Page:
A berry good day
The elderberries hang invitingly from the trees, plump, glossy, and deep reddish purple, and wildlife is unable to resist its lure. While I watch, Blackcaps eat, while Blue Tits take refuge deeper in the bush by Henbury Pond in Highbury Park. Somewhere nearby but in the background, I can her the Parakeets but can’t see them.
A Great Tit that had clearly just gone through its moult was sitting on an elder branch, too, preening busily. It looked all puffed up and fluffy, as if it were in a cartoon and had sat under a hairdryer for too long.
On the pond itself, ignored by all, sat a Common Darter dragonfly. People wandered by without giving it a glance, as it perched on its favourite branch that sticks up just above the water. It seemed to be enjoying the sun, and warming itself as if solar-powered, ready to begin its hunting. The mornings are now quite chilly, but today I could feel the warmth building rapidly, and everything seemed to be enjoying this heat.
It was time to move on, but it wasn’t long before I paused once more. This time I was watching a Crow. I was captured by its dazzling gloss, the light reflecting white on its black feathers. Even its beak glinted beautifully in the sunshine as it turned its head.
As I walked across the grassy expanse of the centre of Highbury, I heard the call of the parakeet and saw one flying all the way across from one side to the other, calling the whole time it was flying at treetop height. They always look so magnificent in the sunlight, almost the same colour but slightly paler and brighter than the grass and the verdant leaves that make its backdrop. Moments later, going across on the opposite side, flying from one tree to another, went a Jay. The Jays are very active at the moment.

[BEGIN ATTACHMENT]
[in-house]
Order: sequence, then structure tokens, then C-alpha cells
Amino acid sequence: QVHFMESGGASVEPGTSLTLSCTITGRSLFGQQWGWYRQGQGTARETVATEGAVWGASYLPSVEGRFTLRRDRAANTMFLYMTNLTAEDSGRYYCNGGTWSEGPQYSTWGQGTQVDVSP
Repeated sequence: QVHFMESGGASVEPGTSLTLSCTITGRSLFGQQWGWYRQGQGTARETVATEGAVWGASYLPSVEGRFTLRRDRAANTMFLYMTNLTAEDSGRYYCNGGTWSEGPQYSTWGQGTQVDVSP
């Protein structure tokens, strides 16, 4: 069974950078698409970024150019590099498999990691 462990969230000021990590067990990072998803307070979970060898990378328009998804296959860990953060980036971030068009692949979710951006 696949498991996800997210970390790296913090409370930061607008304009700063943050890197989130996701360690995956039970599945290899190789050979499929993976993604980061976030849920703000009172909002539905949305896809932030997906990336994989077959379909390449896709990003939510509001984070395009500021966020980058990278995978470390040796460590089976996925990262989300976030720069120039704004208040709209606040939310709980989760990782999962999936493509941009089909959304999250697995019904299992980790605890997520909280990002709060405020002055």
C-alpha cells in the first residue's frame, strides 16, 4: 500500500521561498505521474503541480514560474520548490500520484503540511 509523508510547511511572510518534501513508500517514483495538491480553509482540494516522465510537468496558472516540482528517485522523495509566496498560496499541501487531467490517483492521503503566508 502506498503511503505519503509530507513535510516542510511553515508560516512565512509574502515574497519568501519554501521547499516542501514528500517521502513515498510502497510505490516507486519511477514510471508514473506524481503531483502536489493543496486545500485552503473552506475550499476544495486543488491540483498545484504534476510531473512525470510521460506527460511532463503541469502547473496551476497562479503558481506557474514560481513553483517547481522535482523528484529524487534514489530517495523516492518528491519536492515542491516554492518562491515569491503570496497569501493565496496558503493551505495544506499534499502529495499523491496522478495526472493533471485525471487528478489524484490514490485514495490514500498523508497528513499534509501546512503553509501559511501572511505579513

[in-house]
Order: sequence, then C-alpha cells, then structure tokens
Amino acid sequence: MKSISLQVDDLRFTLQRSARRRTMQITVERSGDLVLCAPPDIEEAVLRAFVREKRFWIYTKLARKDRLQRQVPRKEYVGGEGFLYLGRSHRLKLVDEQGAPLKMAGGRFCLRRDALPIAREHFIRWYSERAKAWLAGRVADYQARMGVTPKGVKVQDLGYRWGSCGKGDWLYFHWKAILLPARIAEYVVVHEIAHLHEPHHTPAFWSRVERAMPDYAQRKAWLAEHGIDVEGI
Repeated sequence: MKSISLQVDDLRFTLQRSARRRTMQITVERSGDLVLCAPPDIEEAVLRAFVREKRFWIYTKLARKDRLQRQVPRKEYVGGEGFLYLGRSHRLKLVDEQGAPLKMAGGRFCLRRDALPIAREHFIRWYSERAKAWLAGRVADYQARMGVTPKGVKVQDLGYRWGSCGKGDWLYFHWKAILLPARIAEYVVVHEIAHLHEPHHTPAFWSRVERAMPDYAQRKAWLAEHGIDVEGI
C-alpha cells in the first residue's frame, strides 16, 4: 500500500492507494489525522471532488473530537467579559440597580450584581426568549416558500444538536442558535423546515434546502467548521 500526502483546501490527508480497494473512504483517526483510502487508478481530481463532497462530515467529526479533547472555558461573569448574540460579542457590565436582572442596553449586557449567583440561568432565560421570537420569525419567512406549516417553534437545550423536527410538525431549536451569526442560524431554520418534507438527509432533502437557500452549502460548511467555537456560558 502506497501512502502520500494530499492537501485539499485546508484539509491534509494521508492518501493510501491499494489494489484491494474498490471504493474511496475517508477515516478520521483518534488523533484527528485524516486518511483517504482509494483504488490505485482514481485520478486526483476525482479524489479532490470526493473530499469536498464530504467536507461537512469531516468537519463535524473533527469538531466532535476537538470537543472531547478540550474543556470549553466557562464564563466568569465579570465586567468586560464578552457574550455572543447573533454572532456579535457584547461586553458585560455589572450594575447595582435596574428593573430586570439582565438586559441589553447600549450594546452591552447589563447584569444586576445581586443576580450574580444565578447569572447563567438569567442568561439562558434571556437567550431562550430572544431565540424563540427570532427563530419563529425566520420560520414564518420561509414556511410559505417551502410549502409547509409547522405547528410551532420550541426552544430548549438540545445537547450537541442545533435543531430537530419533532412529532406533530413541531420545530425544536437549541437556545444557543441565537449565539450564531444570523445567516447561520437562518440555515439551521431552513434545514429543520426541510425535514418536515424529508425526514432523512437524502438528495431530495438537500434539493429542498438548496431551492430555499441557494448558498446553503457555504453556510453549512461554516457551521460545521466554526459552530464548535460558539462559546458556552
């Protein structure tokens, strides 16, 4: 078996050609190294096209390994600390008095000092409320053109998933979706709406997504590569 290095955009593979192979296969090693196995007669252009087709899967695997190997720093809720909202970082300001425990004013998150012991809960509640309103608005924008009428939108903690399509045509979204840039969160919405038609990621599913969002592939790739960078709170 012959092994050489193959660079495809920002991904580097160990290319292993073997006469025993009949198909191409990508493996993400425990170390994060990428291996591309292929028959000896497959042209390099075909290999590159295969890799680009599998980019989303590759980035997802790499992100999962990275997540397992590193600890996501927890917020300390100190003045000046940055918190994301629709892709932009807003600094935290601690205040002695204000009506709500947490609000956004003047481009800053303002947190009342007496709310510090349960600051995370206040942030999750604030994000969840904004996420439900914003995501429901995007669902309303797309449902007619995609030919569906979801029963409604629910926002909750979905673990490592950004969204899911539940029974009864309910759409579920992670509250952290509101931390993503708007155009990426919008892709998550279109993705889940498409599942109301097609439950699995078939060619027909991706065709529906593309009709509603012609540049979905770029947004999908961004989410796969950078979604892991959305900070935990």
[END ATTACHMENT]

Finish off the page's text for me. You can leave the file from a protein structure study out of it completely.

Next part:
I’m also seeing a fair few Large White butterflies today, along with Speckled Woods, and even a Blue (probably a Holly, as I’ve seen no Common in the park at all this year, but hard to tell as I didn’t see it land).
As I looked on, a Jackdaw went overhead too, giving its almost needy, plaintive repetitive call. In fact, the amount of birdsong was marked in comparison to even last week, now that the moult is over. Standing still for a moment, I listened… Robin, Blackbird, Great Tit, Blue tit. Wood Pigeon cooing gently. Then, slicing through it all came the wonderful shimmering call of a Mistle Thrush. How I love that sound! That, it seemed to me, was the perfect note to end my walk on.